Things to do tomorrow:
- Check out a previously buried treasure.
- Check the precarious tracks around the estuary to Salinas for usability.
- Measure the distance from opposite the Salinas entrance dune to the whale carcass.
We hope to be able to find the whale on succeeding visits even as it becomes harder to find.
10:35p -- Still no moon; we withdraw to the tent despite the high humidity and lack of ventilation. As we prepare for bed I attempt to pick up two pills I have laid out. One of them crushes into dust between my fingers without any warning, a testimonial to the stifling humidity. I resort to licking it off the plastic table surface and continue my preparations for sleep. As I do so a smooth high speed flapping noise commences outside the tent, which goes on for several minutes. It isn't loud, but it is certainly distracting. I try to locate the source of the disturbance -- it's something brushing against different surfaces of the tent one at a time -- but I'm unsuccessful. It's probably some sort of insect seeking our low intensity overhead light. It eventually stops.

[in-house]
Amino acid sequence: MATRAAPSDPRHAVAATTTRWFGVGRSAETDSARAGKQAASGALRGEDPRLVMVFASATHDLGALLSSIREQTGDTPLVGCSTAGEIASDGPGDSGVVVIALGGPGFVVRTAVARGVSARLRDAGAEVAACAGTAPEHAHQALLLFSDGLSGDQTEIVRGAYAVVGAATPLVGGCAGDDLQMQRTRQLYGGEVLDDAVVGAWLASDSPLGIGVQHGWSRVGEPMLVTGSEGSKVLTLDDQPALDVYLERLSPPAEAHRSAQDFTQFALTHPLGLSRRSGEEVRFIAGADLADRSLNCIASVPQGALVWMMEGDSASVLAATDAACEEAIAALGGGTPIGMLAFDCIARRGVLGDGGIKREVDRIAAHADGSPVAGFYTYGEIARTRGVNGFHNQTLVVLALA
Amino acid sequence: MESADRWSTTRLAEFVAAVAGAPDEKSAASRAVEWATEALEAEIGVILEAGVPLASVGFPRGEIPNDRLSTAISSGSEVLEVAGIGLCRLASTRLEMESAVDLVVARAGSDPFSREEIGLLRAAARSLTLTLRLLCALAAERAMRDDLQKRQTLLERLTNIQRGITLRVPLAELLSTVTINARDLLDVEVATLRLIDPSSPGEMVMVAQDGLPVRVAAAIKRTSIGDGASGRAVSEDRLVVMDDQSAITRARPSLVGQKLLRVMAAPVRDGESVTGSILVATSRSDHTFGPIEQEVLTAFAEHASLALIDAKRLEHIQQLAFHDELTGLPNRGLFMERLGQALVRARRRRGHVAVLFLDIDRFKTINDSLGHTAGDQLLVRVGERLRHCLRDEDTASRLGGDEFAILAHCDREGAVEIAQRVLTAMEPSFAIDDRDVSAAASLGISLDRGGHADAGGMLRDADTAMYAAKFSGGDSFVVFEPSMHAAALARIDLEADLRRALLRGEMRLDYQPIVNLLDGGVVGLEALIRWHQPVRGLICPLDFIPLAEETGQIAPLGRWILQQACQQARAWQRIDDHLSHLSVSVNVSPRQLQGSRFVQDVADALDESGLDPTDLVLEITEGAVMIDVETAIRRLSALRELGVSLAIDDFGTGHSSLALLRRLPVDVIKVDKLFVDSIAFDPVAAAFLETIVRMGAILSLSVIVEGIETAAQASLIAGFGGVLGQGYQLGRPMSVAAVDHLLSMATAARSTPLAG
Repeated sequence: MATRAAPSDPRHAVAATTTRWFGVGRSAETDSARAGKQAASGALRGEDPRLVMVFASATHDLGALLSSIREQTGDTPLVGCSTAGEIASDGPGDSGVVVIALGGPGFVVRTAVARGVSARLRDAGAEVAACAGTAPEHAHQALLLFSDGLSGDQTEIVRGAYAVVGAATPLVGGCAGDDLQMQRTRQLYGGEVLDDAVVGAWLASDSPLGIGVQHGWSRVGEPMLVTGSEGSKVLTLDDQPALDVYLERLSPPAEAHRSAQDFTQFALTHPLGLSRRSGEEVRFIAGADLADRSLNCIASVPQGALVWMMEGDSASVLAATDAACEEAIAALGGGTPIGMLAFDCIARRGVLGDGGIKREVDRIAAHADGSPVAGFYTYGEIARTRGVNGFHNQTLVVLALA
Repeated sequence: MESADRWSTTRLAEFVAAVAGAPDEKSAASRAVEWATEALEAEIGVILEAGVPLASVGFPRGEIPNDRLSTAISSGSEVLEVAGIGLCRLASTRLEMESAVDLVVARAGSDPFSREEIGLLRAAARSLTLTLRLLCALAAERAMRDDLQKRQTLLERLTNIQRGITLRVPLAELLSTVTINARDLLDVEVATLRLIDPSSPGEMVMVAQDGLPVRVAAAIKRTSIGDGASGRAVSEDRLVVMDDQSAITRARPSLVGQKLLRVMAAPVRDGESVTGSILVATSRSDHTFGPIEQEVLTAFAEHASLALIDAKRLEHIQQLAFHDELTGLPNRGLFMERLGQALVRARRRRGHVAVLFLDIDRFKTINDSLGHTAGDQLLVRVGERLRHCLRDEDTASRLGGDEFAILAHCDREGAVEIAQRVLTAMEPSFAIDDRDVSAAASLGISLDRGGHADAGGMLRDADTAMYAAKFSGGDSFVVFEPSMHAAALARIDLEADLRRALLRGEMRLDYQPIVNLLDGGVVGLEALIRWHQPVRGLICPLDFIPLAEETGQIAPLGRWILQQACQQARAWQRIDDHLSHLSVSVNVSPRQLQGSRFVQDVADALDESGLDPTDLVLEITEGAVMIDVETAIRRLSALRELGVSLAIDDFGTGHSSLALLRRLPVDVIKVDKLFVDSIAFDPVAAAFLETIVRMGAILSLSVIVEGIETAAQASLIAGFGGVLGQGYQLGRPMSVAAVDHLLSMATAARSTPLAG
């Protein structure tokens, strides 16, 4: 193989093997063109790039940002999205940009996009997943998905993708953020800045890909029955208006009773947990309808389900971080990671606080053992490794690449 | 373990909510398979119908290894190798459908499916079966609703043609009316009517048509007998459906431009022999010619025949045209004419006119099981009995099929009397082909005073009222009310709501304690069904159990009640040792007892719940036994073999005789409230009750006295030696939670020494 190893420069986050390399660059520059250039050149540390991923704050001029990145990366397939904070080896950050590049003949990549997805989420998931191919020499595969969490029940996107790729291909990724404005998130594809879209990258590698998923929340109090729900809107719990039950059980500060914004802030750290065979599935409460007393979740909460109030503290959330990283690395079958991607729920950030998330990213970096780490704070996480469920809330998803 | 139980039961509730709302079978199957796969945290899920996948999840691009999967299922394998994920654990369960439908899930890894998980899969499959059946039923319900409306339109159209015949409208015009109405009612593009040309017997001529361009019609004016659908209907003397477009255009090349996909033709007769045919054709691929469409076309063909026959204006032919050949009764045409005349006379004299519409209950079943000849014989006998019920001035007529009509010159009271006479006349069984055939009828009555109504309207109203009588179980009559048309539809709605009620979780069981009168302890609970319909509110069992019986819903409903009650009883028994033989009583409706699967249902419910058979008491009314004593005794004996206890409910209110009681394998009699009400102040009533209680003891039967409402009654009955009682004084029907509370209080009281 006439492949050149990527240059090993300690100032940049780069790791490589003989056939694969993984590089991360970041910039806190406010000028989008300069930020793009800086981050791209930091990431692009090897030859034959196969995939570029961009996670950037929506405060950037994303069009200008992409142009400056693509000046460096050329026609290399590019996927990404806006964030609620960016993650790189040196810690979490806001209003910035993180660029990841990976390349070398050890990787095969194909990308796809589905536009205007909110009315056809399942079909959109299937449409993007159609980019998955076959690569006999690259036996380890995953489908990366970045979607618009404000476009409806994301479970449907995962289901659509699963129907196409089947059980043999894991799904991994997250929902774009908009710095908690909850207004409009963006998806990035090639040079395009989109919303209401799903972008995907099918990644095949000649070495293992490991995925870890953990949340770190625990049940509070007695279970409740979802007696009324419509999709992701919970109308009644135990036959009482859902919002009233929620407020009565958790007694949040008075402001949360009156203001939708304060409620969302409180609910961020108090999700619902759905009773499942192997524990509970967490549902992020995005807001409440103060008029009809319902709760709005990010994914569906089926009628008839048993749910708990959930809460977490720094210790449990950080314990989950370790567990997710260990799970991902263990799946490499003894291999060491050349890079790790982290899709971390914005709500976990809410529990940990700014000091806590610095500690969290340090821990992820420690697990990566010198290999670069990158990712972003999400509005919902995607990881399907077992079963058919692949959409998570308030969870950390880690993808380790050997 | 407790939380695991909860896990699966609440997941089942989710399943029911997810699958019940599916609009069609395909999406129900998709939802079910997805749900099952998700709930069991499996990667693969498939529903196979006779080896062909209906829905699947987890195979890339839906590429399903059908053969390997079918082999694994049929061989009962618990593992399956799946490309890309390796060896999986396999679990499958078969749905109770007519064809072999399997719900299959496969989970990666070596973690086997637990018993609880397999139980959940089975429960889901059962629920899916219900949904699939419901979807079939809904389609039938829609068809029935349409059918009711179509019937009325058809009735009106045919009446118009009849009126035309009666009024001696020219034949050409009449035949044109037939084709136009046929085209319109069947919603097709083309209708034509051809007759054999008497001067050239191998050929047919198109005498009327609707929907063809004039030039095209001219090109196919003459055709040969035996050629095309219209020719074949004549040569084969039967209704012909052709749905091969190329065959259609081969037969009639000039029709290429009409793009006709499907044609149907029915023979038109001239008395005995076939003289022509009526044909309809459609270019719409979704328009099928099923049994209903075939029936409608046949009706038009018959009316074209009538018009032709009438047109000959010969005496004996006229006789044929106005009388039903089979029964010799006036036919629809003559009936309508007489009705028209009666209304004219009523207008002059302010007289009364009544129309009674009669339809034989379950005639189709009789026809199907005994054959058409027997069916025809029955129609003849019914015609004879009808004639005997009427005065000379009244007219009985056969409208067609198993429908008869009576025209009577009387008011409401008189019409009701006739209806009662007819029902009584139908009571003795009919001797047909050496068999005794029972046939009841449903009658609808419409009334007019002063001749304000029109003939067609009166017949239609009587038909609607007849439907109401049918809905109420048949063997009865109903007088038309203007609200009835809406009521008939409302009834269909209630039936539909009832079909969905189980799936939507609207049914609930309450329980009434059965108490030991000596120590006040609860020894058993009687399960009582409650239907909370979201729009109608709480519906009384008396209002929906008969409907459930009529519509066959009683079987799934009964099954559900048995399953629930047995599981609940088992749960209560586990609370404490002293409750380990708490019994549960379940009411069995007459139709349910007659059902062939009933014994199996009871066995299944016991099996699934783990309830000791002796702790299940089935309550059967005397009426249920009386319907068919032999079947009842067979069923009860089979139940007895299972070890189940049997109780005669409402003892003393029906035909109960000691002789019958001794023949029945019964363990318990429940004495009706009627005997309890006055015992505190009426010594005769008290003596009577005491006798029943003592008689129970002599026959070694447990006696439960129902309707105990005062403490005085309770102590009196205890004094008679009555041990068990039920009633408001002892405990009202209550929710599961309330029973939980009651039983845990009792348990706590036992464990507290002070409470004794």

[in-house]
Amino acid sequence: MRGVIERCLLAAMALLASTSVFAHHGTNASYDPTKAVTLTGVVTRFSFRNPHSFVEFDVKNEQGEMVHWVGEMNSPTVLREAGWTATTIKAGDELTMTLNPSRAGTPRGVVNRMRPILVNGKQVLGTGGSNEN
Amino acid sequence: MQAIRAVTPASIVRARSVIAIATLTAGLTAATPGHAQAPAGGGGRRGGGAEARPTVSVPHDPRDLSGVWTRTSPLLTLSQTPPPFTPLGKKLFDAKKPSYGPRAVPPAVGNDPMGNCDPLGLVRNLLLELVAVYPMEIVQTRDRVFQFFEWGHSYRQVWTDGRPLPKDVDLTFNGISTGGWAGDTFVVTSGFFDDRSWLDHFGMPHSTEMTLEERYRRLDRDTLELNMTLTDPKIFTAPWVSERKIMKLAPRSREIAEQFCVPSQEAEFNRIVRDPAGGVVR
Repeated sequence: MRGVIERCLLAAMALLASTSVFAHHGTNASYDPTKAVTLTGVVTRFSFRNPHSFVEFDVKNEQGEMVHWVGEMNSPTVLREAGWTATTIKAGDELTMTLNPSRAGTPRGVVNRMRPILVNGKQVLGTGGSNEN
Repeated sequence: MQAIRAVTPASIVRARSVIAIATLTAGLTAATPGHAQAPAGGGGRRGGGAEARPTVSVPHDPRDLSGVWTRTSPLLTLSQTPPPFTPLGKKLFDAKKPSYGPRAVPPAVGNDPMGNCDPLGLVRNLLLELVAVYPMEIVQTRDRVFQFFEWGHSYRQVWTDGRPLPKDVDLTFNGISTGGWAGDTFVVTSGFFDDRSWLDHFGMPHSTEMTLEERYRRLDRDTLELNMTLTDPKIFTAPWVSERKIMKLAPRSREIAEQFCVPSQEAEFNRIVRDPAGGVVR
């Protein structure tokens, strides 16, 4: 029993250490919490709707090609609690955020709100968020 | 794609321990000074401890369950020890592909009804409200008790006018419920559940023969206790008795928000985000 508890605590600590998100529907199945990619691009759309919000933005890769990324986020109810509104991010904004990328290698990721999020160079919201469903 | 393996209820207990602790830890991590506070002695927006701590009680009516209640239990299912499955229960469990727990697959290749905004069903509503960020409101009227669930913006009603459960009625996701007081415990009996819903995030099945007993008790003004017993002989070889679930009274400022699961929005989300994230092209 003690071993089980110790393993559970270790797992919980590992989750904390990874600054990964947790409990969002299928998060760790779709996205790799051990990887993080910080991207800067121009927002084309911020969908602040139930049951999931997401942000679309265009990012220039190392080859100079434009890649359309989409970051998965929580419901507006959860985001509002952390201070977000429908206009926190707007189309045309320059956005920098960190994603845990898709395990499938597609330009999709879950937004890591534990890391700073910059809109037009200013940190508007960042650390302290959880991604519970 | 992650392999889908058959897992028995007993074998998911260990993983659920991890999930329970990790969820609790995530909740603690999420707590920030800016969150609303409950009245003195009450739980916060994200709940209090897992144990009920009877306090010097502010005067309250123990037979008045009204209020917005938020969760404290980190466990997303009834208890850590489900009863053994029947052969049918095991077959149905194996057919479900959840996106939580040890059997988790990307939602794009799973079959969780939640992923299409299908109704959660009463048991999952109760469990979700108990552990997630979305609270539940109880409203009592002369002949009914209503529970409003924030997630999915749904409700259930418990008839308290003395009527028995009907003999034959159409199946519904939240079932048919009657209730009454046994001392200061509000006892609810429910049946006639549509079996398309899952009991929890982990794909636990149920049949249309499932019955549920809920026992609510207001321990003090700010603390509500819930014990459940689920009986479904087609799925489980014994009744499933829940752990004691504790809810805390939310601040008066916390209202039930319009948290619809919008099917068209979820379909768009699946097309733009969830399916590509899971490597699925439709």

11:00 pm -- Bedtime, and still no moon; we hit the sack, humidity or no.
Temperatures are perfect, and deliciously cool the last half of the night. I awaken once and find the moon has risen to a point where it is no longer shining through the windows. Our rain cover works swimmingly against the dew; all of the effort seems to have been worth the bother.